Sushi Ken v. China Magic Noodle House: Chow Bella's Ultimate Battle of the Ramen

RamenBattleBracket_Week03.jpg
Evie Carpenter
We caused a few waves last week with the second matchup in our Ultimate Battle of the Dishes ramen bracket, during which Tempe's Republic Ramen came out ahead over new kid on the block, Umami. Eventually, Republic will be facing off against Hana Japanese Eatery, which beat out Clever Koi for a spot in round two.

This week, we're heading to the East Valley to see whether Ahwatukee's Sushi Ken or Chandler's China Magic Noodle House will be moving forward in our ramen tournament.

See also: Umami v. Republic Ramen: Chow Bella's Ultimate Battle of the Ramen

sushiken-tonkotsu.jpg
Lauren Saria
Tonkostu ramen from Sushi Ken.
In one corner:Sushi Ken

The Setup: You might say Sushi Ken has cult status among Japanese food fans in the Valley. The restaurant isn't anything special to look at from the outside -- just your typical strip mall joint -- and on the inside, you'll pretty much find more of the same. The staff probably won't be super-friendly (or friendly at all), but if you're here, it's not because you're looking for an exceptional dining experience. No, you come to Sushi Ken for the lengthy menu of Japanese eats. It covers everything from sushi to ramen to hard-to-find desserts such as mitsumame, a cold, sweet jelly served with fruit. When it comes to ramen, Sushi Ken offers 13 different types including tonkotsu, miso, shio, wonton, chashu, and chicken.

The Good: For $8, you get a nice-size bowl of ramen, three pieces of California roll, and a small side of either edamame or a salad, which makes ramen at Sushi Ken a hot deal. We ordered the tonkostu ramen, which came loaded with all the traditional toppings: bean sprouts, memma (bamboo shoots), fish cake, scallions, seaweed, pork, and half of a hard-boiled egg. The highlight of the dish was the char siu pork. It was tender and flavorful, definitely the best we've had so far during our city-wise ramen battle.

The Bad: We've heard some great things about Sushi Ken's tonkotsu ramen (including from some of Chow Bella's own) so to say we had high expectations might have been putting it lightly. Overall, we're disappointed to say we weren't bowled over by the broth, which we found to be mild in the flavor department. We would have liked a little less salt and a little more pork. We were even less enthusiastic about the spicy miso ramen, which tasted like pork broth flavored with Sriracha. In both bowls, we also thought the noodles were cooked too soft.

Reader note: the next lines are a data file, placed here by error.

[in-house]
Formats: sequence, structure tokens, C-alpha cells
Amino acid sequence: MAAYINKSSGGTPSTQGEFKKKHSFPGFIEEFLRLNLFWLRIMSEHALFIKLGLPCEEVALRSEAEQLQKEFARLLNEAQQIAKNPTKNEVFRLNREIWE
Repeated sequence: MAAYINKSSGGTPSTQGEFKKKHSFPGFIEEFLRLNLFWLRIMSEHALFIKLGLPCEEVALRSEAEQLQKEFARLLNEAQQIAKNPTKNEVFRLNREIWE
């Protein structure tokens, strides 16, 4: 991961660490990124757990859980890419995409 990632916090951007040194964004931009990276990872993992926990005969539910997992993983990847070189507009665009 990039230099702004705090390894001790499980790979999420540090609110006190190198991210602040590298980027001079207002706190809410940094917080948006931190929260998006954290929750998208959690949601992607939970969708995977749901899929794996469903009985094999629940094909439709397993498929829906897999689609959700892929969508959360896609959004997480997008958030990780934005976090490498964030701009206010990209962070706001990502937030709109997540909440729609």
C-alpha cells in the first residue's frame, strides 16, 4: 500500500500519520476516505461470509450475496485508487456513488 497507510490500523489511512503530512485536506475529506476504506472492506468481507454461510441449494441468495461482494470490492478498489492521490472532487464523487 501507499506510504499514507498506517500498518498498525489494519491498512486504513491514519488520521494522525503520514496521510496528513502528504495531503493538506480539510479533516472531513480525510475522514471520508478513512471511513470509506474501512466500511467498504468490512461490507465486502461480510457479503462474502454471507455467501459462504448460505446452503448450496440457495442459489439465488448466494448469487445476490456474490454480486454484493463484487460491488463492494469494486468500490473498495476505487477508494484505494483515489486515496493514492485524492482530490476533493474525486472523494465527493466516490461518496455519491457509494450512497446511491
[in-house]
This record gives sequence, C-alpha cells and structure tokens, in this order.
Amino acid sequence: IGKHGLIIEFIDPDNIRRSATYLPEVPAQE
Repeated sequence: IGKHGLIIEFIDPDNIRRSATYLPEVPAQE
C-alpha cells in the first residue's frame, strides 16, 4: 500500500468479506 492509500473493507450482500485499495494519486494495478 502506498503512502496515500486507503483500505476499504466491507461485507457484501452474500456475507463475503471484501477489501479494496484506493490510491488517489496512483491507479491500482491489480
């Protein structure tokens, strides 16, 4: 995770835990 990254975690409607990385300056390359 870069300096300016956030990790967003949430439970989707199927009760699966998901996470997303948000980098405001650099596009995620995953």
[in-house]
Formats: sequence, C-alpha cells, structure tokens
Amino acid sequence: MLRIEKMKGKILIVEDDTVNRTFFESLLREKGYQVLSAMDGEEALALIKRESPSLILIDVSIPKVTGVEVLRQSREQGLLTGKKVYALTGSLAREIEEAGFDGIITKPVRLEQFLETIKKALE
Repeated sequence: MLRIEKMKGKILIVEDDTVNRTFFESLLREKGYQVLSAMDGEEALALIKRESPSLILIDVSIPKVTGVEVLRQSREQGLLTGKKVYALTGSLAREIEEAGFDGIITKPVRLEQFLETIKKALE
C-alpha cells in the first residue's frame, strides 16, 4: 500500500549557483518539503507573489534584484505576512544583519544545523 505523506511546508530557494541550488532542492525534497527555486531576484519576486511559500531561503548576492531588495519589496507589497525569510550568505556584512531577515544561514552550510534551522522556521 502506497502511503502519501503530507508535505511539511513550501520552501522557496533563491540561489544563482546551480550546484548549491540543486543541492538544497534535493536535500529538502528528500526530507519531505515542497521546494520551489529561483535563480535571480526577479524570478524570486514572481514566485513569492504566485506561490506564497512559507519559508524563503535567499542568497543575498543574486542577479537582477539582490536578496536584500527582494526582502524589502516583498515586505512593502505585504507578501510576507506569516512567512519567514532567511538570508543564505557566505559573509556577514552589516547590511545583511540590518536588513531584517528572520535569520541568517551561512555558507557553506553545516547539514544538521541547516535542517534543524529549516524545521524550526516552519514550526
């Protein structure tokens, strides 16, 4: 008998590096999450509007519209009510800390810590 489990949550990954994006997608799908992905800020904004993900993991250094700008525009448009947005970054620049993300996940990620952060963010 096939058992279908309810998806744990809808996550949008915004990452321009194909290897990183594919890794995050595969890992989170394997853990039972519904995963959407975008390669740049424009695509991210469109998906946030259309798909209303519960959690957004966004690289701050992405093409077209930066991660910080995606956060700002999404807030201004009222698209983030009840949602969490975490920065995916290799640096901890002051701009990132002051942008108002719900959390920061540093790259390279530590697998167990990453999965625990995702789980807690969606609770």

Location Info

China Magic Noodle House

2015 N. Dobson Road, Chandler, AZ

Category: Restaurant

Sushi Ken

4206 E. Chandler Blvd., Ahwatukee, AZ

Category: Restaurant


Sponsor Content

My Voice Nation Help
14 comments
Mindy Haskins
Mindy Haskins

I have to agree that Umami is better than RR.

Daniel Alpers
Daniel Alpers

SHENANIGANS!! -- Having lived at Quadrangles near Umami, and as a Mill Avenue District resident, Umami beats Republic Ramen on 9/10 dishes. No respect!!

Erica Elysse
Erica Elysse

Whattttt!? Why was I not aware of this sooner!

SkilletDoux
SkilletDoux

So a bowl of noodles that isn't ramen didn't meet your expectations for ramen?


C'mon, guys.  I'm not sure why you felt the need to put CMNH in the bracket rather than someplace that actually serves ramen, but setting that aside, this is really a terrible thing to do to CMNH.  You're talking about apples and oranges here, CMNH makes great apples, and you're raking them over the coals for not making oranges.  Why beat up a great place for not doing a good version of a dish *they don't even make*?

"The toppings were also a little off the mark. We got spinach, cilantro, and scallionsbut none of the usual ramen accompaniments like memma, fish cake, or bean sprouts."

Yeah, because it ISN'T RAMEN.  This is like entering a mom and pop joint that makes a great carbonara in a spaghetti pomodoro showdown and then savaging them because their carbonara doesn't have
 tomato.


This is not okay, guys.  It's just wrong.

lhsaria
lhsaria

@SkilletDoux  


Hi Dom, 


I'm not sure how this is raking China Magic Noodle House over the coals, since at the end of the post I add that "if you're really craving a great bowl of noodles (rather than ramen, specifically) this place is a great option." But putting that aside I'd also like to point out that no where in the section about China Magic Noodle House's Sliced Beef with Soup Noodles do I refer to the dish as ramen. I do, however, go into the reasoning for including it in the bracket in the section where I talk about how "la mian, are the the predecessors to Japanese ramen." 


Perhaps this is too broad a definition of ramen for you, but I don't believe I've misrepresented that restaurant or their food in anyway. And to be completely clear to others reading, I highly recommend China Magic Noodle House for the food and the unique experience.